The paper is confronting three understandings of the urban – land relationship that so far have been key themes in sustainability policies.

One is the Land Classification Systems, on which the paper states:

“By definition, because urban is human-dominated, urban areas “appropriate” natural ecosystems, ecosystem services, and natural capital. By this logic, urban cannot be natural capital. However, such a conceptualization contradicts underlying principles of urban ecology as well as sustainability.”

The second theme is Place-Based Definitions:

“The place-based conceptualization enforces the idea that urban sustainability requires urban self-sufficiency. […] However, decisions and behaviors that are local or even regional in scope do not account for critical consequences of teleconnections, which may undermine sustainability efforts at great distances or influence the overall sustainability for the entire system. Eating locally might undermine livelihoods of distant farmers who may be using less energy-intensive methods to produce food than local growers. Put another way, sustainability initiatives often focus on the importance of place while ignoring the processes of urbanization that may have farreaching effects on distant places and people. These processes can generate uneven and undesirable outcomes that may be undetected when focusing solely on place.”

On the third theme, Land Transitions, the paper argues:

“[…] Although not always explicit, a common assumption is that land transitions in Europe and North America can help understand future trends in Asia, South America, and Africa. Such assumptions disregard the realities that cultural differences influence conceptions, codifications, and uses of space and land, and that use of distant land to meet demand for local populations can significantly alter the pathways of change. As a result, there is no universal or linear transition process; phases identified in one context can be shortened, prolonged, overlapped, or even omitted or transgressed elsewhere.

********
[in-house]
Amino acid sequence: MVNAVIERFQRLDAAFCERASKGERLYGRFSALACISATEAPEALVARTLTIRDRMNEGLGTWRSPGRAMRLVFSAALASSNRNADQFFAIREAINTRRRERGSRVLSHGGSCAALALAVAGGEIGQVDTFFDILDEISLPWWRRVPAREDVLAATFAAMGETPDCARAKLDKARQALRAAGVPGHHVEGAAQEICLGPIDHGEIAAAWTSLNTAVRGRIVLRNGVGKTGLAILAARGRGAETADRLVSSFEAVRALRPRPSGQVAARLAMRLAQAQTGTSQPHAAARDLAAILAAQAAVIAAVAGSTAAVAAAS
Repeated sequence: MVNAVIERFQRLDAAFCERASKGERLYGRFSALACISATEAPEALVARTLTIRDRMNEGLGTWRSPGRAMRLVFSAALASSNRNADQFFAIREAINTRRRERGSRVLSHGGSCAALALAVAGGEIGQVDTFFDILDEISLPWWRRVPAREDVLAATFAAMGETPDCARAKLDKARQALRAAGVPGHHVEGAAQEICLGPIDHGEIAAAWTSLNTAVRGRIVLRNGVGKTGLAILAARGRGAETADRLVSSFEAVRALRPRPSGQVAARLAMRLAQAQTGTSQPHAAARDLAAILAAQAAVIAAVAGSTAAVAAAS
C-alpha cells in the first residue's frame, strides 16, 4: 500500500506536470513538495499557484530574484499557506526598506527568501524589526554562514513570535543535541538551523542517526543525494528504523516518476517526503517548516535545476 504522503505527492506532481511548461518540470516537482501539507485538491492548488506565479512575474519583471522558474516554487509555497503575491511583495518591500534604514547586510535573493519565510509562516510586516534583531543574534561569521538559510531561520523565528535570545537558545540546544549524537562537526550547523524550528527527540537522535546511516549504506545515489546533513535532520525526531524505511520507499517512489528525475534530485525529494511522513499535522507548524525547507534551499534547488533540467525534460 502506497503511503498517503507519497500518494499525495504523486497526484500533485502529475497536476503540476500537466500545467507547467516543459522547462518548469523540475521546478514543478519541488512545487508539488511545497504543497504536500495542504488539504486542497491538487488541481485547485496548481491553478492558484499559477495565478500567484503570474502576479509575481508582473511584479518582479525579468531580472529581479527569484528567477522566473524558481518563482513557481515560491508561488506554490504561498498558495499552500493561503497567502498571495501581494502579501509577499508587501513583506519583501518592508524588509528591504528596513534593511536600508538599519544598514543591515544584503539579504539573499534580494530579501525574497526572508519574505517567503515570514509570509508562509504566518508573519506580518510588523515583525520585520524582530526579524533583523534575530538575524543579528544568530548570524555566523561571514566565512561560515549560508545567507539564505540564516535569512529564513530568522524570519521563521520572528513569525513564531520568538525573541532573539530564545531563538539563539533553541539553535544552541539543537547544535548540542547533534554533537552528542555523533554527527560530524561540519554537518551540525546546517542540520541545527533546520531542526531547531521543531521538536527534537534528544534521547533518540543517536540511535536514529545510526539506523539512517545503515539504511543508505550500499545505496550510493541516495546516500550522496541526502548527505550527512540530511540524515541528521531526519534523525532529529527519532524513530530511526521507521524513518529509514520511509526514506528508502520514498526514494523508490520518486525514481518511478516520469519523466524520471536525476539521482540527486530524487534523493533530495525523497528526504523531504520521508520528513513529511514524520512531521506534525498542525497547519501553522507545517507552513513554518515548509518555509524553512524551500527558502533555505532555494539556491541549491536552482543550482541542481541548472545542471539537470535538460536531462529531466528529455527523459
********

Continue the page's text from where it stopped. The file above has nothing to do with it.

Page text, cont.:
Urban Land Teleconnections

Urban Land Teleconnections is suggested as a new key theme, a framework to address sustainability. In an immediate invisible network, urbanization and land change are constantly in a process of affecting one another. The term itself indicates that the concept of sustainable urbanization and sustainable land use has merged. Conceptualization of sustainability should contain both processes at once.

“By using an urban land teleconnections framework, we move away from conceptualizing urban sustainability and land as attributes specific only to a place, to begin to link dynamic global processes to their spatial “imprint”.”

This means that changes in nonurban places affects urban places and that change in urban space affects nonurban space. In this way, urban and land relations are interwoven in a global network wherein neither the themes Land Classification Systems, Place-Based Definitions nor Land Transitions can stand alone to define the framework for developing sustainable concepts.

“ […] we can study multiple urban regions jointly, rather than trying to aggregate and generalize across many disconnected sets of case studies, and consequently provide a more organized way to integrate knowledge globally. A more holistic analysis of the underlying and spatial effects of production, consumption, and disposal will enable development of policies that promote viable and fair solutions, and ultimately global sustainability.”

Further reading: Urban Land Teleconnections paper – PDF